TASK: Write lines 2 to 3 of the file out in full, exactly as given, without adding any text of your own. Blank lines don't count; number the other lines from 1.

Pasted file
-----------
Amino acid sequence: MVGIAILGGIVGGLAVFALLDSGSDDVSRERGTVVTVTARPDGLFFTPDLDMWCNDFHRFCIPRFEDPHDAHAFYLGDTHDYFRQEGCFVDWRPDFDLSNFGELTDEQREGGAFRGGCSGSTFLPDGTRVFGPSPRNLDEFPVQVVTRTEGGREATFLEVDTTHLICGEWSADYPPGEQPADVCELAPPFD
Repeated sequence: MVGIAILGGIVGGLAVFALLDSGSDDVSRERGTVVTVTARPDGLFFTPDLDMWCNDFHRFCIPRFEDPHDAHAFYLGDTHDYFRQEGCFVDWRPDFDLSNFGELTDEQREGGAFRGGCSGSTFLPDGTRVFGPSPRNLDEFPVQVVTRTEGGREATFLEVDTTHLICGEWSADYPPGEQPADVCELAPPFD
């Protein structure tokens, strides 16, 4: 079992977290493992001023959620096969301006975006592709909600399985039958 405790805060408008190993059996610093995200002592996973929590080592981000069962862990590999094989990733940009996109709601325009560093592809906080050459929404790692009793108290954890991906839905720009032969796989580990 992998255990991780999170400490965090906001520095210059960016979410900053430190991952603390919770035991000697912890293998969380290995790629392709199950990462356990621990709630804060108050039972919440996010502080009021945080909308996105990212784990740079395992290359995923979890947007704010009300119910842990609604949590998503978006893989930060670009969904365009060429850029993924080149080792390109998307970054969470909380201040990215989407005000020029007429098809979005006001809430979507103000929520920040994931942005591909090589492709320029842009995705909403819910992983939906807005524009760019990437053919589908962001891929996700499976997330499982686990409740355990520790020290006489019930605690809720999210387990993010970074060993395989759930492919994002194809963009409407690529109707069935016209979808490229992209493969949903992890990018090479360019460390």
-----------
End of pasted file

Repeated sequence: MVGIAILGGIVGGLAVFALLDSGSDDVSRERGTVVTVTARPDGLFFTPDLDMWCNDFHRFCIPRFEDPHDAHAFYLGDTHDYFRQEGCFVDWRPDFDLSNFGELTDEQREGGAFRGGCSGSTFLPDGTRVFGPSPRNLDEFPVQVVTRTEGGREATFLEVDTTHLICGEWSADYPPGEQPADVCELAPPFD
């Protein structure tokens, strides 16, 4: 079992977290493992001023959620096969301006975006592709909600399985039958 405790805060408008190993059996610093995200002592996973929590080592981000069962862990590999094989990733940009996109709601325009560093592809906080050459929404790692009793108290954890991906839905720009032969796989580990 992998255990991780999170400490965090906001520095210059960016979410900053430190991952603390919770035991000697912890293998969380290995790629392709199950990462356990621990709630804060108050039972919440996010502080009021945080909308996105990212784990740079395992290359995923979890947007704010009300119910842990609604949590998503978006893989930060670009969904365009060429850029993924080149080792390109998307970054969470909380201040990215989407005000020029007429098809979005006001809430979507103000929520920040994931942005591909090589492709320029842009995705909403819910992983939906807005524009760019990437053919589908962001891929996700499976997330499982686990409740355990520790020290006489019930605690809720999210387990993010970074060993395989759930492919994002194809963009409407690529109707069935016209979808490229992209493969949903992890990018090479360019460390």